Marion: Democratic Republic. I know the difference. ; )

8:27 p.m. CST: To make it to the second round of caucusing, your candidate needs 15 percent of the crowd. Tonight, here, that's 330 people. Clinton had 355 people in the first round -- take away those, and Obama might've taken all the delegates here tonight. He had more than 1,700 people in the first round. (Oh, and: Edwards = 40, Kucinich = 53.)

February 5, 2008 at 8:32 p.m. ( | suggest removal )

Democratic caucuses draw big turnout in Lawrence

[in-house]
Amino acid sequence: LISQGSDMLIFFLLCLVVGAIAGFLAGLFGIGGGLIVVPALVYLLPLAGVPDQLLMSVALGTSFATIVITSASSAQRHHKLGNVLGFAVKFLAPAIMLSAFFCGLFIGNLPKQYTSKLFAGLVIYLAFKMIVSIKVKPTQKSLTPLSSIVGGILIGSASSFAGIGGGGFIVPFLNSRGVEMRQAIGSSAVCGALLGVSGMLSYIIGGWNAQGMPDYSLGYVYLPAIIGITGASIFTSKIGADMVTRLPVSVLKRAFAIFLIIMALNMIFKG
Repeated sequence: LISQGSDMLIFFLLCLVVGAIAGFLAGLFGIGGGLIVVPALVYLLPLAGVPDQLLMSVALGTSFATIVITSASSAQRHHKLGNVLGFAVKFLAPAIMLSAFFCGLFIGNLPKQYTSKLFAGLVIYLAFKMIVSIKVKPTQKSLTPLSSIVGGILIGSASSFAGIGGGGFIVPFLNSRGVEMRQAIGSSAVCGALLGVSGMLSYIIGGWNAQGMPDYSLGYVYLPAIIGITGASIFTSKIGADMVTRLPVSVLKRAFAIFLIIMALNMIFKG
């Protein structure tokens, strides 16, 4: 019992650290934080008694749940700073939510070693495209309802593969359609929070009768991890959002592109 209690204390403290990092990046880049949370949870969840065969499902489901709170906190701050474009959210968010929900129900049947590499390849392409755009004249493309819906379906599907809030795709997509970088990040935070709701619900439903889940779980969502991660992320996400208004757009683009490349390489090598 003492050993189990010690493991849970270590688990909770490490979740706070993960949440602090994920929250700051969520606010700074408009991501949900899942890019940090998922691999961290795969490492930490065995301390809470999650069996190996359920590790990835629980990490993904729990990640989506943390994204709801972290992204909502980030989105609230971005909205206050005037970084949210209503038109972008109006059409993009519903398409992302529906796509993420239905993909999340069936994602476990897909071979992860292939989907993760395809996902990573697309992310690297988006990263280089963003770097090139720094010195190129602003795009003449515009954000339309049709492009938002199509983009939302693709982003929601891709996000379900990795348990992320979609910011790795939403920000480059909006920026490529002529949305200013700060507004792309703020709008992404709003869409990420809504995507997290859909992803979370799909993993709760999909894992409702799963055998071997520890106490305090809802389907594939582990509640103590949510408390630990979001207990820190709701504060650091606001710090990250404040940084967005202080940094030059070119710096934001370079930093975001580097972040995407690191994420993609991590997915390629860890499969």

8 p.m. CST: Just about everybody's in. I'd say the Obama crowd is about two-thirds of the entire crowd. This being Lawrence, there's a bigger contingent (judging by volume of applause) for Dennis Kucinich than for John Edwards.

Official crowd count: Around 2,200 people.

February 5, 2008 at 8:26 p.m. ( | suggest removal )

Democratic caucuses draw big turnout in Lawrence

Continuing

7:25 p.m. CST: This might be the greatest night ever in the history of the Kansas Democratic Party. At the other Lawrence precinct, the fire marshal closed the building because there were too many people (or so a TV cameraman tells me). They're searching for a new place.

And back here at the fairgrounds, well, here's what one old pro told me: "There are more people in the building tonight than there were (caucusing for Democrats) in the whole state last time."